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Daphne Programme
Launching a Project
Matching cause and effect

Matching cause and effect

The ideal project is one where the problem identified and the solutions proposed are a perfect match. In other words, the actions you undertake should clearly contribute to solving the problem. That problem should be spelled out in clear terms. ‘Stopping sexual violence against children’ is too huge and widespread a problem to be ‘solved’ in one Daphne project, for example, but ‘contributing to ending sexual violence against children in six European countries by developing and encouraging self-protection mechanisms among children aged eight to 11’ could realistically be undertaken and results achieved in one year. In this example, clearly you would not design a public information campaign based on posters and TV spots; rather you would put together a participatory process to design educational materials based on thorough research already existing on self-protection for children, and pilot these first in one school in each partner country, before reviewing them and then producing and distributing them on a larger scale.

The kinds of actions that Daphne supports may change from year to year, but generally include research and data collection, networking and exchange of information and experience (sometimes called ‘capacity building’), targeted awareness-raising activities, support to victims and actions designed to prevent violence and protect those vulnerable to it. In describing the problem identified and what you propose to do to contribute to solving it, be sure to accurately describe the beneficiaries your project is designed to help. Give the age groups where appropriate and do not be tempted to exaggerate and put ‘children, young people and women’ because you think it will make your project look more impressive. And do your research; read as much current information as you can on the specific topic you wish to work on and try to take into account what is known both about the problem and the kinds of response that have been tried out to address it.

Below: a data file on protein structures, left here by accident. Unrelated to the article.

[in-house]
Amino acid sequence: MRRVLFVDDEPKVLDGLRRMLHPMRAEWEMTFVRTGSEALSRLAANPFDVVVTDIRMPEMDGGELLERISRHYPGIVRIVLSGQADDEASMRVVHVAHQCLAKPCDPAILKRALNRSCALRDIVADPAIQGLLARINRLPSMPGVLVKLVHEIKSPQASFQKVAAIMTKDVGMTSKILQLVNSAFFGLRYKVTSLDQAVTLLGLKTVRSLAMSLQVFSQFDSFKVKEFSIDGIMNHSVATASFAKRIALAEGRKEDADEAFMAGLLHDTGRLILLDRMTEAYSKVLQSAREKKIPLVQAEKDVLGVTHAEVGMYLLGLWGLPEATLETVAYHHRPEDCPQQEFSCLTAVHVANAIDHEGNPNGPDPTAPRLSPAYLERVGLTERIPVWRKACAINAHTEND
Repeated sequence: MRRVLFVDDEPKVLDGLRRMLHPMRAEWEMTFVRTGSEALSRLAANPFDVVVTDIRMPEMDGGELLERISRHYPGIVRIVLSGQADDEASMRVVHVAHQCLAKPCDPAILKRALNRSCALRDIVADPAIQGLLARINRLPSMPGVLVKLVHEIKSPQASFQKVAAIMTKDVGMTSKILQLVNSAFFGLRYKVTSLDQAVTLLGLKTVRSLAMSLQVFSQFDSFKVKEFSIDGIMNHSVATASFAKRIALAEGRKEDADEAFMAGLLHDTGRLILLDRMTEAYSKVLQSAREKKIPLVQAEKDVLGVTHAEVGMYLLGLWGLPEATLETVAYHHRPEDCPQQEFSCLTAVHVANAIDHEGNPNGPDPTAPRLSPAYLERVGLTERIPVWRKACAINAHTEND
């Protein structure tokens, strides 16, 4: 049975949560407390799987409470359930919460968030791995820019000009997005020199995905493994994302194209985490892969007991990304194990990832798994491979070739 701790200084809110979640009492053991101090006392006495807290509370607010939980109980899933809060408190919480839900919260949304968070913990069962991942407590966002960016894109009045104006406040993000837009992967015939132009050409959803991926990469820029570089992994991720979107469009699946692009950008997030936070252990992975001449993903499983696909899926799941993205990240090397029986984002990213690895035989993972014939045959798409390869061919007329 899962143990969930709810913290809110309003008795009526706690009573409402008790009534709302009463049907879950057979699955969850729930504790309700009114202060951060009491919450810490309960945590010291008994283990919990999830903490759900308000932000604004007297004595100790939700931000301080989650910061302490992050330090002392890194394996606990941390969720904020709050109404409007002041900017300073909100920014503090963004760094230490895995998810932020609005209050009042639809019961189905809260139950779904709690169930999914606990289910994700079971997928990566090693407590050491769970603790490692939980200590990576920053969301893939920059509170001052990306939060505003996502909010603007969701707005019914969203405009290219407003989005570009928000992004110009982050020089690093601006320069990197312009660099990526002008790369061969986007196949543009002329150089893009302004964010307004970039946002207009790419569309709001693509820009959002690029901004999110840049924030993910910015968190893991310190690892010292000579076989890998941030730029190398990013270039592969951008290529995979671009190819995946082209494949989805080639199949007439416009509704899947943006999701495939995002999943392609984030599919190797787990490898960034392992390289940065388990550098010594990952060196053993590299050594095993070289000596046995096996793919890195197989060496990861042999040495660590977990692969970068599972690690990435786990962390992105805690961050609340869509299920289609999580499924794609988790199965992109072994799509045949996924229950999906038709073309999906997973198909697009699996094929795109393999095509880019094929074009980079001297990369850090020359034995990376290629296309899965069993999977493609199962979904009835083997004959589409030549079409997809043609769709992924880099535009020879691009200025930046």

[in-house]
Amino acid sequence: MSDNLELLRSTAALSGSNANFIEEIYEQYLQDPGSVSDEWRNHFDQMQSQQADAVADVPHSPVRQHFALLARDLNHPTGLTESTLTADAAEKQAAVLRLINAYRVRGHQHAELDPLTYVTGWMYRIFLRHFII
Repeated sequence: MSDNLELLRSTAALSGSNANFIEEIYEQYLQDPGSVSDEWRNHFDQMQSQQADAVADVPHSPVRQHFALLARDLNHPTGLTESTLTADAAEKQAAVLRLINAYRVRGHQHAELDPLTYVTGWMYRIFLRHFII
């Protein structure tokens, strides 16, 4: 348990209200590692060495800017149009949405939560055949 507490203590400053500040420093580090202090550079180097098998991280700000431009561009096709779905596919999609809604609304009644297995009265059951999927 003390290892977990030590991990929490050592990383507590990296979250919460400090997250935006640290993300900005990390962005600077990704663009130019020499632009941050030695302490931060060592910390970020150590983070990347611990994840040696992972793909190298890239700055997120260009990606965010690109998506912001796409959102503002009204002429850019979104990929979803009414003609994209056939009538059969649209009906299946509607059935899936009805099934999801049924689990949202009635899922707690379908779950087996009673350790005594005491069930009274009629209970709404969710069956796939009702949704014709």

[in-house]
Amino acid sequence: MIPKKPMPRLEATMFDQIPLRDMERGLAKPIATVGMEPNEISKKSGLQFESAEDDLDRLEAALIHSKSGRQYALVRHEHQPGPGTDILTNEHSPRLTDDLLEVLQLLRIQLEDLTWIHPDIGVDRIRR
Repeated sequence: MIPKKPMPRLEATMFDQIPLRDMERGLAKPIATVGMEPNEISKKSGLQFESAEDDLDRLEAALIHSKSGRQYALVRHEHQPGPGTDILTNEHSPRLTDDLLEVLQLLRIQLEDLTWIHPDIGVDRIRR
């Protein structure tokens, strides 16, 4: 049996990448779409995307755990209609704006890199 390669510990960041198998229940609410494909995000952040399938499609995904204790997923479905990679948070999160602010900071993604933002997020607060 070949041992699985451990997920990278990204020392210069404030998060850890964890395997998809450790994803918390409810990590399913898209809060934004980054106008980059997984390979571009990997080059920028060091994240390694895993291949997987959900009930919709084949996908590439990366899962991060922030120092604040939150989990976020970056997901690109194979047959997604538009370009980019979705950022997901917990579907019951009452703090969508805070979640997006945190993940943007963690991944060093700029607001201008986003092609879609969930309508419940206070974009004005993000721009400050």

By the end of this step, you should be able to describe your project in one simple paragraph, along the lines: “This project will contribute to solving X problem facing Y beneficiaries in Z countries. It will do this by A methodology, resulting in B output.” For example: “This project will contribute to improving teachers’ and youth workers’ understanding of the impact of domestic violence on adolescents in five countries of southern Europe. It will do this by organizing focal groups of adolescents in schools and youth clubs to collect information and work with the young people to develop information modules designed for teachers and youth workers which will then be tested in each partner country. An assessment of the usability of the materials and increased understanding of the target group will be made and recommendations for next steps included in the final project report.”

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